Wick House, Richmond Hill
|Address||144 Richmond Hill, Richmond, TW10 6RN|
|Town or city||Richmond, London|
|Client||Sir Joshua Reynolds|
|Owner||Royal Star and Garter Home|
|Floor area||8,785 square feet (816.2 m2)|
|Design and construction|
|Designations||Grade II listed building|
|Official name||Wick House|
|Designated||25 May 1983|
Wick House is a Grade II listed house in Richmond, Greater London, located near the corner of Nightingale Lane and Richmond Hill in Surrey. The painter Sir Joshua Reynolds commissioned the house from Sir William Chambers and it was completed in 1772.
The upper section of Richmond Hill on which Wick House is built historically within the parish boundaries of Petersham. The road on which it stands was known as the Causey or Causeway, King's Highway or Upper Highway. This was part of a main route between Richmond and Petersham until the construction of the present route of the Petersham Road in 1773, as the previous alternative route on the lower part of Richmond Hill was frequently impassable.
Richmond Park was enclosed by King Charles I in 1637, taking 306 acres (124 ha) of Petersham within it, most of which was common land. Richmond Gate, situated on the Causeway, was one of the original six entry gates into the Park. Wick House lies about a hundred metres from Richmond Gate on the northern boundary of the remaining section of Petersham Common.
Terrace Walk was laid out at the top of Richmond Hill in the later 18th century, followed by construction of a number of fine homes including Wick House.
The site overlooks the River Thames and shares the notable view from Richmond Hill.
Wick House was originally commissioned by Sir Joshua Reynolds from Sir William Chambers in 1771. Reynold's indecision about his requirements was a great annoyance to Chambers. Reynolds lived in the house from 1772 to his death in 1792. He participated in local affairs and is recorded to have attended meetings of Petersham Vestry. Not noted as a landscape painter, he nonetheless painted the famous view from his home in about 1778. The oil on canvas, 46 x 62 cm painting is now at the Orleans House gallery. Turner is said to have selected the location of his home in Twickenham as he would be able to see Reynolds' house from his window.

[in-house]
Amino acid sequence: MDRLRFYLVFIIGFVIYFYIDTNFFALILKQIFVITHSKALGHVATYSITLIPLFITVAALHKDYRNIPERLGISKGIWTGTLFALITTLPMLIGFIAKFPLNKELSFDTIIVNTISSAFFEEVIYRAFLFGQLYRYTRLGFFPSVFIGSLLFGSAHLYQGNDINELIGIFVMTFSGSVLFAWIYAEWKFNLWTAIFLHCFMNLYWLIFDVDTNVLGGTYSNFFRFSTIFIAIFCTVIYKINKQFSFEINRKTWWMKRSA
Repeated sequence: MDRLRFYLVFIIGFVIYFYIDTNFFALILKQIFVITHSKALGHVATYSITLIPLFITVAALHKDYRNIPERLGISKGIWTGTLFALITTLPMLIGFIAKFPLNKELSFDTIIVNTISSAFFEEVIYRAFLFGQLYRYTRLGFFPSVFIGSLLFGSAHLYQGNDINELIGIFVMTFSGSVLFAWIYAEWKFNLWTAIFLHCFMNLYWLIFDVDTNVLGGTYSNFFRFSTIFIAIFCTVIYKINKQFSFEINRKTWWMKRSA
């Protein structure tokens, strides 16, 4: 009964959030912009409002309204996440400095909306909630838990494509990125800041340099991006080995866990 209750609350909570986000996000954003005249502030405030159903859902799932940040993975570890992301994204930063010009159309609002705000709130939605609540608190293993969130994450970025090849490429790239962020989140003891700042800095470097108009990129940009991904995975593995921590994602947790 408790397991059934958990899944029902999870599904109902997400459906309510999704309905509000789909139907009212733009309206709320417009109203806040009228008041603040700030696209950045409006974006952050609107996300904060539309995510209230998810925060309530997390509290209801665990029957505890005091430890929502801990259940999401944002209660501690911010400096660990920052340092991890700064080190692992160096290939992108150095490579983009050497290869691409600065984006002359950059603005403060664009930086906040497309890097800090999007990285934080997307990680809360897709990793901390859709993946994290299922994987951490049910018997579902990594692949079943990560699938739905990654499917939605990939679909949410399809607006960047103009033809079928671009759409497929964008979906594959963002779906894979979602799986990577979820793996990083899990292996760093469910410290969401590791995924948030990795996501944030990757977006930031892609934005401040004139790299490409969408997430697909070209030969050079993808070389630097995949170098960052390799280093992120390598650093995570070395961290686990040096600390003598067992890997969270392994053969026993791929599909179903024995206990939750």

In 1804 the Vestry Overseer and Constable ordered that the inhabitants of the poor houses "remove hog styes & other nuisances that are against the premises of Mrs Lyall". The offending poor houses were subsequently demolished and the land, along with part of the common, were sold to the owner of Wick House for an extension to the garden. The £250 raised from the sale was used in 1809 towards construction of new poor houses at the foot of the common.
Mr and Mrs William Burn, who died in 1821 and 1836 respectively, lived at Wick House and their benevolent fostering of orphans in the house is commemorated on a plaque on the organ gallery wall of Petersham Parish Church. Algernon Gray Tollemache lived at Wick House prior to his death in 1892.
The house was extended and altered during the Victorian and Edwardian periods.
In the late 1940s, funds were raised by the Joint Committee of the Order of St John and the British Red Cross Society to purchase the building as a home for the nurses of the neighbouring Royal Star and Garter Home for disabled sailors, soldiers and airmen. Lord Wakehurst, Vice-Chairman of the Joint Committee, opened the home in a ceremony in 1950. Much of the remaining original interior was altered during the subsequent multi-occupancy conversion for 20 nurses. In this form its total floorspace is 8,785 square feet (816.2 m2).
The plan to relocate the Star and Garter Home in 2013 created uncertainty about the future of Wick House. In 2007 the local authority recommended that "Wick House should be marketed with retention of the existing non-self contained residential accommodation, in the form of a hostel or staff/student accommodation." A consultation draft planning document was also issued by the London Borough of Richmond upon Thames in 2008.